86% of surveyed appliance manufacturers keep repair manuals under wraps

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Taran Volckhausen

Former Communications Associate, The Public Interest Network

As the FTC considers requiring manufacturers to provide access to repair materials, investigation highlights barriers that thwart appliance repair and drive up costs

WASHINGTON — As the Federal Trade Commission (FTC) considers requiring manufacturers to disclose appliance repair instructions, repair advocates released on Tuesday an investigation that found the vast majority of appliance manufacturers (86%) do not share repair manuals with users. The investigation, submitted to the FTC by PIRG, iFixit and Repair.org, surveyed 50 appliance makers, 37 appliance technicians, industry experts and reviewed a wide range of academic research on the topic of appliance repair.

“The manufacturers that make our home appliances have an incentive to either monopolize repair or discourage it so that their customers are forced to buy new products,” said Nathan Proctor, senior director of PIRG’s Right to Repair campaign. “People are fed up. It shouldn’t be so hard to access a repair manual. We want dishwashers and refrigerators that are easy to fix and last a long time.”

Key findings include:  

  • Of the 50 appliance manufacturers examined, just seven made service manuals available; 86% of the companies did not provide full repair instructions.
  • Even for appliance repair professionals, accessing necessary information proved challenging: 89% of technicians reported having trouble accessing service manuals.
  • Expensive software service tools are sometimes required to fix appliances: GE, for example, charges $919 per year for software tools, which effectively prices out “do-it-yourself” repair and drives up repair costs.
chart of how commonly repair materials are withheld

Results from our survey of repair technicians showing how often professional struggle to access needed documentation.Photo by iFixit | CC-BY-4.0

“Even professional appliance repair technicians are struggling to access the information they need to do their jobs,” said Elizabeth Chamberlain, director of Sustainability at iFixit. “Consumers who want to fix their own stuff are completely out of luck. Appliance repair is in a dismal state, and the FTC has an opportunity to make repair more accessible and affordable for everyone.”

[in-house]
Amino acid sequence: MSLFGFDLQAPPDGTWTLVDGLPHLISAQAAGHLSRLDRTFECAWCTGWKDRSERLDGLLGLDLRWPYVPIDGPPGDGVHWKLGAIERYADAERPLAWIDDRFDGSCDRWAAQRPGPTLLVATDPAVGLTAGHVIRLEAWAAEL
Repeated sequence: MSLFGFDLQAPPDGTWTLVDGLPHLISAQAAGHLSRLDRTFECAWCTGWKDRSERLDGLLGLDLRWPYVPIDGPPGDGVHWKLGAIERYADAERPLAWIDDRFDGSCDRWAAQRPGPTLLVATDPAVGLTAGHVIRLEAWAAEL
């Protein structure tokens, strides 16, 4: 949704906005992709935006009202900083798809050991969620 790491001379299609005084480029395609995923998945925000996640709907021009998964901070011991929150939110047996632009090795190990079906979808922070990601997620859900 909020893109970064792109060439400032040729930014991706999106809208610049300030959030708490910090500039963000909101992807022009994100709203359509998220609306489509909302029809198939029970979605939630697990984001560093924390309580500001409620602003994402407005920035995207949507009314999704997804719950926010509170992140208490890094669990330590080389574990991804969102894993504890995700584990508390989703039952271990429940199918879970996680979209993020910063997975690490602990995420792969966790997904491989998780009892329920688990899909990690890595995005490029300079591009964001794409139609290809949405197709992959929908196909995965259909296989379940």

Last October, the FTC announced that it would be updating the rules for the EnergyGuide appliance rating program, pending public comments, to make it easier to repair covered products by improving access to repair information. The proposed reforms represent a huge advance for allowing consumers and independent repair technicians to fix appliances, such as dishwashers, refrigerators and washing machines.

“Appliance repair manuals, like car repair manuals, are one of the five key requirements of right to repair, without which repairs are functionally impossible,” said Gay Gordon-Byrne, executive director of Repair.org, which represents repair shops including appliance technicians. “A requirement to share manuals opens the door to more repair options, better informed customers and shows all of us how the things we use are designed to work.”

The aim of the familiar yellow EnergyGuide label is to help consumers save money and reduce the environmental impact of their appliance usage. The investigation underscores crucial role of repair for protecting the environment: 

  • A significant portion of an appliance’s total energy consumption — and as much 50% of  lifetime greenhouse emissions — happen before the product reaches the showroom floor.
  • Replacing individual components in an appliance is far more energy efficient than replacing the entire unit. Many commonly replaced components account for less than 3% of an appliance’s overall environmental impact.

The report recommends: “The FTC would do well to include access to repair information directly on the EnergyGuide label, through QR codes, URLs, or both. Wider public access to appliance repair information would boost the feasibility of do-it-yourself repair, increase competition in the repair market, and ultimately benefit both the environment and consumers’ wallets.”

The full investigation is posted here.